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Reproductive control agents

Depot contraceptive linked to increased risk of HIV infection

Analysis finds the long acting birth control injection could increase the risk of HIV infection in women, with the highest risk observed in sex workers.

Depot medroxyprogesterone acetate (DMPA), a long acting birth control injection commonly known as Depo-Provera, increases the risk of HIV infection in the women who receive it by 40%, study finds

Source: Marie Stopes International / Nana Kofi Acquah

Worldwide around 41 million women use injectable contraceptives, including DMPA (pictured), compared with 103 million who take the oral contraceptive pill

Depot medroxyprogesterone acetate (DMPA), a long acting birth control injection commonly known as Depo-Provera, is associated with a 40% increase in the risk of HIV infection in the women who receive it, a large meta-analysis[1] has found.

The injection protects against pregnancy for three months and is predominantly used in developing countries, particularly in resource-poor countries in sub-Saharan Africa that have a high incidence of HIV infection. It is used to a lesser extent in developed countries; in the UK it is most widely used by teenage girls.

Researchers from the University of California, Berkeley, identified published studies that had examined the effect of using the most commonly prescribed forms of hormonal contraception (combined oral contraceptives, progestogen-only pills, and the injectable contraceptives DMPA and norethisterone enanthate) on HIV risk.

Twelve studies, involving more than 39,500 women, had been published by June 2014 and met the exclusion criteria. All had been conducted in sub-Saharan Africa.

The team’s analysis of the studies’ findings, published in The Lancet Infectious Diseases, suggests that women using DMPA have a 40% greater chance of becoming infected with HIV compared with women using other contraceptive methods or no method at all (pooled hazard ratio [HR] 1.40, 95% confidence interval 1.16–1.69).

This increased risk seems to be greater in women who are sex workers, and therefore already at substantially greater risk of HIV, than in the general population. Eight of the studies looked at women in the general population and their results suggest that these women have a 31% increased risk of HIV when using DMPA (pooled HR 1·31, 95% CI 1·10–1·57).

Use of progestogen-only pills, combined oral contraceptives, or norethisterone enanthate did not seem to be associated with increased HIV risk.

The moderate elevation in risk observed “is not enough to justify a complete withdrawal of DMPA for women in the general population”, says lead author, Lauren Ralph, an epidemiologist at the University of California. “Banning DMPA would leave many women without immediate access to alternative, effective contraceptive options. This is likely to lead to more unintended pregnancies, and because childbirth remains life-threatening in many developing countries, could increase overall deaths among women.”

Whether or not use of hormonal contraceptives increases women’s risk of HIV infection has been debated for more than two decades. Worldwide around 41 million women use injectable contraceptives, including DMPA, compared with 103 million who take the oral contraceptive pill.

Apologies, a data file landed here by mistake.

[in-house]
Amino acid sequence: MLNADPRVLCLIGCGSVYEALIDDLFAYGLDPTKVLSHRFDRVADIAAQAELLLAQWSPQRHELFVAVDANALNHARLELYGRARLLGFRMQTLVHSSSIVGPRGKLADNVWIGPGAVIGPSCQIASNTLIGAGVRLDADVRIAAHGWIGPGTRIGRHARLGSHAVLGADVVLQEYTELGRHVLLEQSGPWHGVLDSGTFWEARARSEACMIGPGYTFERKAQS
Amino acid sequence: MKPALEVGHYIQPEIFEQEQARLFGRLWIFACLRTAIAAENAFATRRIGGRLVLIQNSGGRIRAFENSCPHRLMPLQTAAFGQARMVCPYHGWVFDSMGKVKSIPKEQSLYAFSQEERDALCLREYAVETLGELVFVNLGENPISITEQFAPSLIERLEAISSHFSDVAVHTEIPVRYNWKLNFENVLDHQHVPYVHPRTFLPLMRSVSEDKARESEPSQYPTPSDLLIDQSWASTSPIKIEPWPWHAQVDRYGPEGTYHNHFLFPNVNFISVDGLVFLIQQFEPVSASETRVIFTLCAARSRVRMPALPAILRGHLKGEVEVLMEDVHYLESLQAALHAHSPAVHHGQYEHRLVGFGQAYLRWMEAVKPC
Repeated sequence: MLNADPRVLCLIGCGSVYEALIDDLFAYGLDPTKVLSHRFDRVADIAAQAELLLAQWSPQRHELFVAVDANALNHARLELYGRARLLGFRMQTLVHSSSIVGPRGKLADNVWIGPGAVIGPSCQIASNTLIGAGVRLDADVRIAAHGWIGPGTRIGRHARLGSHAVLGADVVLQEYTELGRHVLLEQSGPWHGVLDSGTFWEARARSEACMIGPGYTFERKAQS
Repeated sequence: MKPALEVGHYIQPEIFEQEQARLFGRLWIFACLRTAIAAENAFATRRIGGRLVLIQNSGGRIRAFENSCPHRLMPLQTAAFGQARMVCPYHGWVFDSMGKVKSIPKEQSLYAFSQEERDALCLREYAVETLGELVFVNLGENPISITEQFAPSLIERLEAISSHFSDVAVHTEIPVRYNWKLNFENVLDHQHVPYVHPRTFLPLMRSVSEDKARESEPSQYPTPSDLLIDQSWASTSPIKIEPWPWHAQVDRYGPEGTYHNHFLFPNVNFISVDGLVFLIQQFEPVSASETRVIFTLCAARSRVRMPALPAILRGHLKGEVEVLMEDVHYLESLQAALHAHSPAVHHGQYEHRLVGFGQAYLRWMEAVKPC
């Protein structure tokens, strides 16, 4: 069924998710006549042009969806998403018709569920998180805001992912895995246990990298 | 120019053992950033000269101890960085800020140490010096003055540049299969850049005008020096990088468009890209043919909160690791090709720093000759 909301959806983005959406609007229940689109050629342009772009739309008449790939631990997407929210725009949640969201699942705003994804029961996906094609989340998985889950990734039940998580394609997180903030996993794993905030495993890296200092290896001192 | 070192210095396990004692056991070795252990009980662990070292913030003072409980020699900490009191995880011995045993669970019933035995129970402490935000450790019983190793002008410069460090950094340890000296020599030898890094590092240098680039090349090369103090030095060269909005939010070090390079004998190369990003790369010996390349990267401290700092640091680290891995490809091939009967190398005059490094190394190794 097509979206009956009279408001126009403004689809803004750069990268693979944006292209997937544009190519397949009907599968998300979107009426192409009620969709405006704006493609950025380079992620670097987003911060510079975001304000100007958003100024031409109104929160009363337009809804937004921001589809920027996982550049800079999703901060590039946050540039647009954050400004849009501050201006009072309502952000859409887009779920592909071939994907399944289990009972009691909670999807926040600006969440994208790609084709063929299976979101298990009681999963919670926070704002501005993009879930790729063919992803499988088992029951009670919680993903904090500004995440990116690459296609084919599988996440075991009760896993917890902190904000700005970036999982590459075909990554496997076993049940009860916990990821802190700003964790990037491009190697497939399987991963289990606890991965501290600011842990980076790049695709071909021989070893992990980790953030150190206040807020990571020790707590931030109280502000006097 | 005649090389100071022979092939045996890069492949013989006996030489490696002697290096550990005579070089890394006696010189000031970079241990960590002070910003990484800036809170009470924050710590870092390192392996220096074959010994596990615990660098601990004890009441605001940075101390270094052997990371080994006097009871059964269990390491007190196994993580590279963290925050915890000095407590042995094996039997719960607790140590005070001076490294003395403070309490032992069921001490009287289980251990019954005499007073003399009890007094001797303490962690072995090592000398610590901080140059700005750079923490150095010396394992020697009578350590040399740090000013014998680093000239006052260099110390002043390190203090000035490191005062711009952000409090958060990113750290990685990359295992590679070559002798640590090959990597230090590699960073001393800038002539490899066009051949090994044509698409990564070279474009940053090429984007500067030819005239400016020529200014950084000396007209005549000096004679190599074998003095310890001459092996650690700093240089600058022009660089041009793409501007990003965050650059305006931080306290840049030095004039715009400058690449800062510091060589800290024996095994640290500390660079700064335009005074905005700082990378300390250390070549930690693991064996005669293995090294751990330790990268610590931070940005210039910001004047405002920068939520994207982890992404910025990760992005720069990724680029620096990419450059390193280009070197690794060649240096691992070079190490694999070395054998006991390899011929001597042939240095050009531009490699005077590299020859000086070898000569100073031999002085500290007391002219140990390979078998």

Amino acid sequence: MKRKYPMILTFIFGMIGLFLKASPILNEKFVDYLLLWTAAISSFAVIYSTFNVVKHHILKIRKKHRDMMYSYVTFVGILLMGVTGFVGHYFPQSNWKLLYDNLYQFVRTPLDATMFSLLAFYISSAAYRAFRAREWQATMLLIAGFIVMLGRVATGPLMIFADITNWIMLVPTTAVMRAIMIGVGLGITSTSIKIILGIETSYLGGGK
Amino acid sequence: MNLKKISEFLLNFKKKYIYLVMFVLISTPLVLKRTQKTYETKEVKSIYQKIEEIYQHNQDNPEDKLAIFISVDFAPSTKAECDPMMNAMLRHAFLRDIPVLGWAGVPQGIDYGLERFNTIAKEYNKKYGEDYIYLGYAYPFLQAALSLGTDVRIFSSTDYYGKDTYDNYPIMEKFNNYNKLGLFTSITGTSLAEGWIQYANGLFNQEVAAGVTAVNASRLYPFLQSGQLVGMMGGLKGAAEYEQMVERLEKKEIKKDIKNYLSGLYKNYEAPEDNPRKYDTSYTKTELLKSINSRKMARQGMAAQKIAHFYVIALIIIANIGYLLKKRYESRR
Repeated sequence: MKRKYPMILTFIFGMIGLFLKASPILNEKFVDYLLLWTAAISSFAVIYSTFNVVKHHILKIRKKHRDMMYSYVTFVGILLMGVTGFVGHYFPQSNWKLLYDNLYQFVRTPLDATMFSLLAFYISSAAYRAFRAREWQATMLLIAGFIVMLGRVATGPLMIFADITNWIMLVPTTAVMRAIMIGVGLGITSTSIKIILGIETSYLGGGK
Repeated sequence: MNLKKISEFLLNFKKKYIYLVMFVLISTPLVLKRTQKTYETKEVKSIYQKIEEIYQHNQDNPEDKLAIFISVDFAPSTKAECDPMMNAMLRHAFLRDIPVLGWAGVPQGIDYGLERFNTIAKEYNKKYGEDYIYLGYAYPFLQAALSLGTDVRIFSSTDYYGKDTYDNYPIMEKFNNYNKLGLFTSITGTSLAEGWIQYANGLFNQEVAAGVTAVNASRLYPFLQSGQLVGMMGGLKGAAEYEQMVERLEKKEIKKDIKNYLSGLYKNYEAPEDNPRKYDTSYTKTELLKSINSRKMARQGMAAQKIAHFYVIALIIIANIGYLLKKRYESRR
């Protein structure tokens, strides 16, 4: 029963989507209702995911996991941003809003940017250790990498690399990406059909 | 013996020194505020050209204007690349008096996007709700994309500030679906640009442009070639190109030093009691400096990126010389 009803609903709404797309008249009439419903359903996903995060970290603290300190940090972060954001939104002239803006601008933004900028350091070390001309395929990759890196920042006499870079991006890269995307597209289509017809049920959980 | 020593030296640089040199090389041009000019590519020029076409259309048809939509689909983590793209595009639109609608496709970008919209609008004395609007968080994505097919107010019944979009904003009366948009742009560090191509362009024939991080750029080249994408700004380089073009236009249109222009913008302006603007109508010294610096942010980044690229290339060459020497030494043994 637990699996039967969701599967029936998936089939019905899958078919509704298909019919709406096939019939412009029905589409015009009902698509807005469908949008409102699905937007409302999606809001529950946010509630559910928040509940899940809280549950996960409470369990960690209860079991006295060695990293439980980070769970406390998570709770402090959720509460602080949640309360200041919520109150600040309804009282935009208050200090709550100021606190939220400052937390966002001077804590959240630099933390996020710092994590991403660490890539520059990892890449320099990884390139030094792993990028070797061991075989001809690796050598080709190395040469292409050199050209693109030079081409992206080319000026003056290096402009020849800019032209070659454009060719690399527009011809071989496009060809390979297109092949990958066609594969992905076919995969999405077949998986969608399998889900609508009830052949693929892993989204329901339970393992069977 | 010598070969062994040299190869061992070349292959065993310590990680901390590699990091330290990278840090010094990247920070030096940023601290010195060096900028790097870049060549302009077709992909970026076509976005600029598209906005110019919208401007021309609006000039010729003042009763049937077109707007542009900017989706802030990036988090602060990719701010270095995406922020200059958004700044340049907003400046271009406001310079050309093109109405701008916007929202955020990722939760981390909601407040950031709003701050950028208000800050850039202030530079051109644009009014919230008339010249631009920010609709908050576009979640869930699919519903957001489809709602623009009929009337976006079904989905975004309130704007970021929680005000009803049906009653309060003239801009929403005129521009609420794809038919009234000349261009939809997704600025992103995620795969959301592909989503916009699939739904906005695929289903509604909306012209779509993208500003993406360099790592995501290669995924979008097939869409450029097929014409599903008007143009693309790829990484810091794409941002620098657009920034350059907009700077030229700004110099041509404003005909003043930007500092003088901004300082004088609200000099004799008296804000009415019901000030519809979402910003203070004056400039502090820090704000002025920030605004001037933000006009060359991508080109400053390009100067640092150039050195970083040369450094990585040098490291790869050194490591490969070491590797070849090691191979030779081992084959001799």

The latest advice from the World Health Organization in 2014 was that, while there was no need to restrict use of any hormonal contraceptives, women at high risk of HIV who are using progestogen-only injectables should be informed that some studies suggest that they “may be at increased risk of HIV acquisition”.

“Women using progestogen-only injectable contraception should be strongly advised to also always use condoms, male or female, and other HIV preventive measures,” it said.

“While modern contraceptive methods, especially long-acting reversible and permanent methods, offer the most effective protection against unintended pregnancies, barrier methods provide the best protection against STIs including HIV,” says Dhammika Perera, global medical director of Marie Stopes International, one of the organisations that provides DPMA to women in developing countries. It will continue to provide women with the option of injectable contraception, while counselling men and women that barrier methods, such as condoms, must be used in dual protection, he adds.

Limiting access to Depo-Provera, without users switching to an equally or more effective modern method such as implants or IUDs “will increase unintended pregnancies and the complications due to those unintended pregnancies”, and “will also increase HIV transmission since pregnancy itself may raise a woman’s risk of infection”, he says.

In the UK, the risk of HIV infection among the heterosexual population is low; in 2013, it is estimated that 1,500 people acquired HIV through heterosexual contact. The Faculty of Sexual and Reproductive Healthcare says there “is no reason to advise against use of DMPA even for women at ‘high risk’ of HIV infection” and also stresses the need for women at risk of HIV to use condoms.

In a statement, Pfizer, which produces Depo-Provera, said that the studies to date had been observational and that it was “not aware of any scientific evidence showing a causal association between use of hormonal contraceptives and an increase in HIV transmission rates”. It added that DPMA is an important treatment option for many women and emphasised that the only contraceptives that provide protection against HIV transmission are barrier methods.

Citation: The Pharmaceutical Journal DOI: 10.1211/PJ.2015.20067547

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